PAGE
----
TORONTO — Approximately 2,000 pigs have been killed following a barn fire in North Middlesex, north of London, Ont., early Tuesday morning.
Ontario Provincial Police say emergency crews responded to the call just after 2 a.m. ET. on Parkhill Drive in Parkhill.
There’s no word yet on what caused the blaze and the Ontario Fire Marshal has been brought in to investigate.
Meanwhile, local officials are urging farm owners and operators to check their barns for fire safety hazards in light of the most recent incident.
This latest incident has prompted calls to upgrade the National Farm building code to include the protection of animals.
“Across the country, hundreds of thousands of animals perish in barn fires,” Barbara Cartwright, CEO of Canadian Federation of Humane Societies told Global News.
“We see it happen all too often unfortunately and it should be something that happens once in a while and not a regular occurrence.”
Barns in Ontario are mandated by the Ontario Fire Code. Cartwright says farmers need to be trained in fire safety to maintain the safety of their animals and livestock.
“They know where to go and they know why they don’t go back in,” Cartwright said. “They can train just like we do fire drills for humans.”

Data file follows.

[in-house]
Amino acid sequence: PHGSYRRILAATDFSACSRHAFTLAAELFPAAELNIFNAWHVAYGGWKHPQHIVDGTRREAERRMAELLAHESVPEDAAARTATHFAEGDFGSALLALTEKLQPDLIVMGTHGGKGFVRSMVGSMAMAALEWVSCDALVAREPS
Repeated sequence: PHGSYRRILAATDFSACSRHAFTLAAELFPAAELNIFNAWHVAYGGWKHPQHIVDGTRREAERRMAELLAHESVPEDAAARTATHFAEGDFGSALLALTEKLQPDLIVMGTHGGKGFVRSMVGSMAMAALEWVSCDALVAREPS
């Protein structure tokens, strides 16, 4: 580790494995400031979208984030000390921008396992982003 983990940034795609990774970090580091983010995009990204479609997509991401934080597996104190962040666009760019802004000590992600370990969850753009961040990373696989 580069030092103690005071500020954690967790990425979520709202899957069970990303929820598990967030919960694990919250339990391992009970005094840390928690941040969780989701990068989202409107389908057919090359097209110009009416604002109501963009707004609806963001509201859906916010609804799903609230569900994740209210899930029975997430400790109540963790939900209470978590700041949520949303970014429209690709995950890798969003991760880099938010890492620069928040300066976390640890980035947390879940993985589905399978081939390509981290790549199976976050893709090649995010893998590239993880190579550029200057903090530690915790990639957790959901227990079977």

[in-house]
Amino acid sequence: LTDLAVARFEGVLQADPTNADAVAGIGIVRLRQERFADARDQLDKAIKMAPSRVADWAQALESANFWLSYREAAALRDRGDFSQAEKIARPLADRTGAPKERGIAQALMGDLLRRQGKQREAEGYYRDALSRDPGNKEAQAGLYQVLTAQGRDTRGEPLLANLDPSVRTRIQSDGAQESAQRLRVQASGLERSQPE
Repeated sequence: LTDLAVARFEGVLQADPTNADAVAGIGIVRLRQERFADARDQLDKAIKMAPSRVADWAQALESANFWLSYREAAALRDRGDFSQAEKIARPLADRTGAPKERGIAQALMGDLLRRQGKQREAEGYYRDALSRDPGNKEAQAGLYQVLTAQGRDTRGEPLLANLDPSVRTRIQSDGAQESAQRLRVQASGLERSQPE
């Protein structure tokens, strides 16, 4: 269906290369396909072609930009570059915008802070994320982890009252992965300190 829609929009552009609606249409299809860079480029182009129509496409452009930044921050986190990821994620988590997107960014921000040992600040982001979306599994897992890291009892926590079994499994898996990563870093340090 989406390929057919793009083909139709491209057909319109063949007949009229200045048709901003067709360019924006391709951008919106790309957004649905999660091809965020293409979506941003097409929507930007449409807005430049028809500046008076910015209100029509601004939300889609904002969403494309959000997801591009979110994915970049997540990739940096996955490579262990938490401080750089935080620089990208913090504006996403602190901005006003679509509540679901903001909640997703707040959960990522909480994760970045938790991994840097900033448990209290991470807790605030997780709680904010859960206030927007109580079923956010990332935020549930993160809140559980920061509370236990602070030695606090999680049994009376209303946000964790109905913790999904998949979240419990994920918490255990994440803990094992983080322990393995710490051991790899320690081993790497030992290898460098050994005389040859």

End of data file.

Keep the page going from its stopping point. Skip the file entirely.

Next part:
But National Research Council Canada said the code primarily focuses on the protection of human life — not animals.
“That deals with the protection of the occupants within that building,” said Philip Rizcallah, a senior technical advisor for NRCC.
“So it is the safety of occupants from fire, or snow collapse, or other hazards in that building.”
One of the aspects that needs to be completed is conducting a fire drill with the horses so that they know what happens when this systems goes off.
Around 500 goats and more than two dozen cattle died after fire broke out on a farm in Delaware outside of London in the early morning hours of Jan. 17.
The fire comes days after thirteen horses died in a barn fire in Mount Forest, Ont., northwest of Guelph on Jan. 15.
That fire was preceded by a devastating blaze in Puslinch, Ont., in which 43 standardbred horses also died.
With files from Angie Seth
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